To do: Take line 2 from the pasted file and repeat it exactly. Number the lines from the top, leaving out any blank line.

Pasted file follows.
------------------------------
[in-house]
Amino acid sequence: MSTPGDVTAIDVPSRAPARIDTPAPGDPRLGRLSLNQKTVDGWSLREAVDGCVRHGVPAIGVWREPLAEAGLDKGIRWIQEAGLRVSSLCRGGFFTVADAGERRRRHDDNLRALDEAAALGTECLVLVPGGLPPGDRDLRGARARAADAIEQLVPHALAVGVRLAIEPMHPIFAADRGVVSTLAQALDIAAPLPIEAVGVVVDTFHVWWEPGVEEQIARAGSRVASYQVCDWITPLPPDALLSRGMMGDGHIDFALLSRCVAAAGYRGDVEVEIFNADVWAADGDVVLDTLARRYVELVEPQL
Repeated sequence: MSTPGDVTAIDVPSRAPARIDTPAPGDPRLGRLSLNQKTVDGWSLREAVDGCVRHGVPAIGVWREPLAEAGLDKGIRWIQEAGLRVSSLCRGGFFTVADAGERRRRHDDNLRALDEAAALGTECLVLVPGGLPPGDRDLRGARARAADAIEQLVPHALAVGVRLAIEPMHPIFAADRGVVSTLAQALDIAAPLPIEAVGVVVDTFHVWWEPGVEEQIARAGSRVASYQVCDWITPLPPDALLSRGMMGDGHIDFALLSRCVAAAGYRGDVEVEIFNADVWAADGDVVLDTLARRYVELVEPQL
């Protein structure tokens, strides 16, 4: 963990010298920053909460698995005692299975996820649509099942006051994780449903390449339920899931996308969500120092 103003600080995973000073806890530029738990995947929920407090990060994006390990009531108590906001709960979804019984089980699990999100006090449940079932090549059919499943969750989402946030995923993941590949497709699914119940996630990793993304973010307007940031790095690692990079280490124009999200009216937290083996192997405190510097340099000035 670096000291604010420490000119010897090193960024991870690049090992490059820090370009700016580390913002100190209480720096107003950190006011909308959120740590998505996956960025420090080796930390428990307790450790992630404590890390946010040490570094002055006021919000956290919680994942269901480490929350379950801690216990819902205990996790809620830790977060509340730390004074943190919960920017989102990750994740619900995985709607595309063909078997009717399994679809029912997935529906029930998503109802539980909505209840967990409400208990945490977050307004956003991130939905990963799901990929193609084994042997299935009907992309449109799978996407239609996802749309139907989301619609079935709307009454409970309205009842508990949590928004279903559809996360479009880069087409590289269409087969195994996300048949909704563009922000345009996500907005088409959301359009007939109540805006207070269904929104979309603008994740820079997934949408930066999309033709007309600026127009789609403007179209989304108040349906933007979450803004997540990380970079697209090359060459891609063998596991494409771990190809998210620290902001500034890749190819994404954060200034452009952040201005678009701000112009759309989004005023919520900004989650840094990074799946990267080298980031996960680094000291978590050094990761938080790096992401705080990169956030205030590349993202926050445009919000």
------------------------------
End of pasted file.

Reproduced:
Amino acid sequence: MSTPGDVTAIDVPSRAPARIDTPAPGDPRLGRLSLNQKTVDGWSLREAVDGCVRHGVPAIGVWREPLAEAGLDKGIRWIQEAGLRVSSLCRGGFFTVADAGERRRRHDDNLRALDEAAALGTECLVLVPGGLPPGDRDLRGARARAADAIEQLVPHALAVGVRLAIEPMHPIFAADRGVVSTLAQALDIAAPLPIEAVGVVVDTFHVWWEPGVEEQIARAGSRVASYQVCDWITPLPPDALLSRGMMGDGHIDFALLSRCVAAAGYRGDVEVEIFNADVWAADGDVVLDTLARRYVELVEPQL